McGinty responds to NAACP demand for transcripts

Posted at 7:29 AM, Jan 07, 2016

Cuyahoga County Prosecutor Tim McGinty responded Wednesday to the NAACP's demand that the Tamir Rice grand jury transcripts be made public. 

McGinty said it would be against the law to reveal the full testimony that was heard by the grand jury.

The Cleveland branch of the NAACP submitted a request to the prosecutor this week, asking that the transcripts form the witnesses' testimonies be released. Members said it's important for the community of Cleveland to know what went on during that grand jury. 

Read McGinty's full response below: 

Mr. Nelson misunderstands the process followed in the Tamir Rice case and in the other 19 fatal use of deadly force cases this office has reviewed or will review. This office has always been extremely careful not to release any Grand Jury testimony and to comply with the law. But every time police use deadly force and kill a citizen, an independent investigation will be conducted, and we will make those results public. These investigative reports are not Grand Jury secrets. The public has a right to know what actually happened.
As promised to the public, I released the completed sheriff’s investigation of Officers Loehmann and Garmback. Attorney General Mike DeWine and I did the same after the BCI investigation of Cleveland Police Officer Michael Brelo and the other officers involved in the chase and deaths of Timothy Russell and Malissa Williams. A thorough investigation was conducted and made public so that rumors or false information did not carry the day as happened in Ferguson. Mr. Nelson never suggested that we undermined the integrity of the Grand Jury by the letting the public know what happened in the Brelo case. The only complaints about transparency then were from the police union. But now, after the Grand Jury produced an outcome with which Mr. Nelson disagrees, he takes issue with the process.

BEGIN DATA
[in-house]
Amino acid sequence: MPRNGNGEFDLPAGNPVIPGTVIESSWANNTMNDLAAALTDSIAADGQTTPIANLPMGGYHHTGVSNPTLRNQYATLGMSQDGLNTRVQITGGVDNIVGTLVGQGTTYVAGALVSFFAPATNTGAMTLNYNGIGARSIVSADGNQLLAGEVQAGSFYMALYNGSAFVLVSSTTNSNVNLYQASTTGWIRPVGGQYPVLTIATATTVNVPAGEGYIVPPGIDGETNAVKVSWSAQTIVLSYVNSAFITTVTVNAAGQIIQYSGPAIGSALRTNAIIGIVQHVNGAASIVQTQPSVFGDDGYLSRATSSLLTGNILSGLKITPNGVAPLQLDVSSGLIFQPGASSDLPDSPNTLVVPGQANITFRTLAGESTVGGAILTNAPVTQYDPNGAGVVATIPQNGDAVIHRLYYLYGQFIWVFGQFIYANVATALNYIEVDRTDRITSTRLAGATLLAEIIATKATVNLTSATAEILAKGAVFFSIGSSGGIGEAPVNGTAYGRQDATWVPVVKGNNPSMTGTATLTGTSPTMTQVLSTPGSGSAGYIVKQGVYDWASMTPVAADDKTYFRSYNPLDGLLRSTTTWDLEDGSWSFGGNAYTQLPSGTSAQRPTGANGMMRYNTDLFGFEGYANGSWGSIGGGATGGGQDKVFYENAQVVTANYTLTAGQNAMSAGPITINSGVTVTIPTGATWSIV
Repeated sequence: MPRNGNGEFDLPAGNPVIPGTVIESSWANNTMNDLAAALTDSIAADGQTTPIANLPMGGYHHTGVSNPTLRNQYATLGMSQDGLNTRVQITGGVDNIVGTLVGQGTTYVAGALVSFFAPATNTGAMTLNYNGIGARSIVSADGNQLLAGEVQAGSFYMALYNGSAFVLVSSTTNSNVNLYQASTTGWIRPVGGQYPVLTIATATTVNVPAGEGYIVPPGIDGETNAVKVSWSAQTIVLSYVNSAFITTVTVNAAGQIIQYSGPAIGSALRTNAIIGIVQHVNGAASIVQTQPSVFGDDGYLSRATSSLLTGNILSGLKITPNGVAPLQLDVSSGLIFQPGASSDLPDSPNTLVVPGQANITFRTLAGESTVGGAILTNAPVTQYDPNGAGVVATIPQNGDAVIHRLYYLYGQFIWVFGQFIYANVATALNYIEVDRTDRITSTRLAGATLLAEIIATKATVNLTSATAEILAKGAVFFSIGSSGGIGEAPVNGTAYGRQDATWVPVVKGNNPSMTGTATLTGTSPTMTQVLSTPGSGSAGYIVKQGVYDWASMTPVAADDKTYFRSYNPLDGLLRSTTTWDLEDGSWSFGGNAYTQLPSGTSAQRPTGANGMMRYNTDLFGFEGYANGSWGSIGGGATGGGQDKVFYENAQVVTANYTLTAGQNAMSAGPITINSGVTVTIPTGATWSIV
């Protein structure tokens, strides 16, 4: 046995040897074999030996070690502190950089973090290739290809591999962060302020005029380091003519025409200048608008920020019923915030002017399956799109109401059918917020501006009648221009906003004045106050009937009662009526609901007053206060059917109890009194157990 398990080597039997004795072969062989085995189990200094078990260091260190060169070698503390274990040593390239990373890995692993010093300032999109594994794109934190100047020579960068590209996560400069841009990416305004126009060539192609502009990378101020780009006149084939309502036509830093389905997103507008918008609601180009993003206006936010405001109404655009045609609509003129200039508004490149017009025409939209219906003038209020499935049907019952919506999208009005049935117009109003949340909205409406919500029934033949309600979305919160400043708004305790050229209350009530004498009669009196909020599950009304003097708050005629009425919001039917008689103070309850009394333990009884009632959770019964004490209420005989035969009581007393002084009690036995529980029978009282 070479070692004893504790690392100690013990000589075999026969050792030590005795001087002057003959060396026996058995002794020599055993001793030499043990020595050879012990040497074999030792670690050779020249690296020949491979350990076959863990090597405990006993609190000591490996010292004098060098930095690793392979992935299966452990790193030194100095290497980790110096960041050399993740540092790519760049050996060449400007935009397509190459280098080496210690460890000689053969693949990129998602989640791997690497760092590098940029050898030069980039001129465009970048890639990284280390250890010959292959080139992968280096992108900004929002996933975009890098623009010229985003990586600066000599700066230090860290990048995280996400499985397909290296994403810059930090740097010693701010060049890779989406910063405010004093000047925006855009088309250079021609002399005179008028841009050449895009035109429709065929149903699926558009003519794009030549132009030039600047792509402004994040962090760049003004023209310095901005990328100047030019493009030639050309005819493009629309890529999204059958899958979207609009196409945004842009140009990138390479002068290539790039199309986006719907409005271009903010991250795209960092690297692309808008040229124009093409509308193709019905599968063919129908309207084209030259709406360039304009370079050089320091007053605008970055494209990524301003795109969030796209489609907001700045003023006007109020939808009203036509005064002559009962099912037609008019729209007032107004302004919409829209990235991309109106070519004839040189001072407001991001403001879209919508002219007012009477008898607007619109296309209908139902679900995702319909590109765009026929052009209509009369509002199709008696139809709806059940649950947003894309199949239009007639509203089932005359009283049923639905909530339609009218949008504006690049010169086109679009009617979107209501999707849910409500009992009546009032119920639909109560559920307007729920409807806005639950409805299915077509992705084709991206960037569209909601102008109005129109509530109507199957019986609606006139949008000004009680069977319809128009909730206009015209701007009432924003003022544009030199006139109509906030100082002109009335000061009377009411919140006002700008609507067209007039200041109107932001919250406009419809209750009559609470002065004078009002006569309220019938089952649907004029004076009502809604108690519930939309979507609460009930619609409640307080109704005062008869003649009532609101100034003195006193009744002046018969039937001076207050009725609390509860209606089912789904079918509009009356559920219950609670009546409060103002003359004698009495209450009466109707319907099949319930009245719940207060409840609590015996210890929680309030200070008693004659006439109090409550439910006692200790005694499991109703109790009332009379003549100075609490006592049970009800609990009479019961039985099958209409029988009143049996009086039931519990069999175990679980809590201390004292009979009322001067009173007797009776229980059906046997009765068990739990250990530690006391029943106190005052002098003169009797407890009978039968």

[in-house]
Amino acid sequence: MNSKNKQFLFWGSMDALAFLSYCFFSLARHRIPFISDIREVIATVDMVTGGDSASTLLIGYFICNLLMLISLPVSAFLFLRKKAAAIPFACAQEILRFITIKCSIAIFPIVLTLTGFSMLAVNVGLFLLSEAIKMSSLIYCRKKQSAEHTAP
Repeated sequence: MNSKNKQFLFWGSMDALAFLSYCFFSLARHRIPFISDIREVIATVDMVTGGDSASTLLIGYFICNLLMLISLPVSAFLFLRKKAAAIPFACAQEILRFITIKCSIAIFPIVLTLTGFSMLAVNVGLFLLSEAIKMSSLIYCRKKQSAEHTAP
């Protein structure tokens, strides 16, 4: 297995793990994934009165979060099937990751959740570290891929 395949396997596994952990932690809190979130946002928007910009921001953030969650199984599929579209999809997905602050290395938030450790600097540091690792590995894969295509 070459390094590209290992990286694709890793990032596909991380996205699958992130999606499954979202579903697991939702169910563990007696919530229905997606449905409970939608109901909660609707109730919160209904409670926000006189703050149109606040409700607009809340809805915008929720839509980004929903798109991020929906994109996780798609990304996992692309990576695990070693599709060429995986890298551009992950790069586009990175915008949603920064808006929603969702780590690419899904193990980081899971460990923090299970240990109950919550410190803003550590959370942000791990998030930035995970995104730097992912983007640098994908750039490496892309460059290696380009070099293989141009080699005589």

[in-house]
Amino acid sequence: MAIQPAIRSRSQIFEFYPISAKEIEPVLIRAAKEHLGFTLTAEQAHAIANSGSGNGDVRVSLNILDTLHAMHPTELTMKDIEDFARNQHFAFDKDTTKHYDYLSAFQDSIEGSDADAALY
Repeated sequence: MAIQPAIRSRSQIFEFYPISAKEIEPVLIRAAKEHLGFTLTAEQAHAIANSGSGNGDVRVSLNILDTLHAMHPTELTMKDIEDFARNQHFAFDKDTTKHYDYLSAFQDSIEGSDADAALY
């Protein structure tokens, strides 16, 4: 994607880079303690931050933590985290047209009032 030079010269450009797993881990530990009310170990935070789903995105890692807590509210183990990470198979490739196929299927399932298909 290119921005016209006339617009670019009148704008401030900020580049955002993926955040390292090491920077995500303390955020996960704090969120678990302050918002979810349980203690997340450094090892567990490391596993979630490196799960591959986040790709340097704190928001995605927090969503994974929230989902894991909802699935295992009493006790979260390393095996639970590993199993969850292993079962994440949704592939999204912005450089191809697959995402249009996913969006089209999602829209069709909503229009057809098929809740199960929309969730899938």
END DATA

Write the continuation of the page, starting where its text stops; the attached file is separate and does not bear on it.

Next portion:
Four years ago, I promised to give the public a full accounting whenever the police kill a civilian. That is what we have done and will do. I also promised to have all of these civilian-death cases reviewed by the Grand Jury; no longer would the prosecutor alone review police reports and personally decide not to file charges. The result of that arbitrary process, as we all know, was that no one can recall a Cleveland police officer being indicted for the death of civilian for a quarter century before the Brelo case.
Although not required by Ohio law, we have changed the process to make it more open, honest and accountable to the public. This way, the public will know what actually happened. This allows for police and cities to make the reforms and policy changes necessary to prevent the same mistakes.
What we never promised – and could not promise without violating the law – is to reveal testimony before the Grand Jury. The written investigative report issued to the public and the Grand Jury investigation are totally separate and must remain so by law.
Everything that was revealed to news organizations about testimony in this case was done so by civil attorneys or the witnesses themselves. Prosecutors by law cannot comment what occurred in the Grand Jury.
The cases cited by Mr. Nelson do not support his argument and do not reflect Ohio law. Grand Jury secrecy is designed to allow Grand Jurors and witnesses to perform their legal duties without fear of retaliation or recrimination. Mr. Nelson’s call for eliminating Grand Jury protections in this case would set a dangerous precedent. To subject the Grand Jury to the hate mail and death threats this case has generated would be unwise and unfair to the dedicated citizens who served as Grand Jurors.
Instead of trying to overturn centuries of legal precedent regarding the Grand Jury, we want to join Mr. Nelson and his venerable organization to make sure the mistakes that led to a 12-year-old child’s unnecessary death are not repeated.
The city has already reached a historic agreement with the Department of Justice that is producing needed changes in hiring, policy and tactics. Under the leadership of Mayor Jackson and Chief Williams, the city has added dash- and body-cams, improved training for officers and dispatch and provided first aid instructions for officers. Tamir will not have died in vain if we learn from the mistakes made in this case.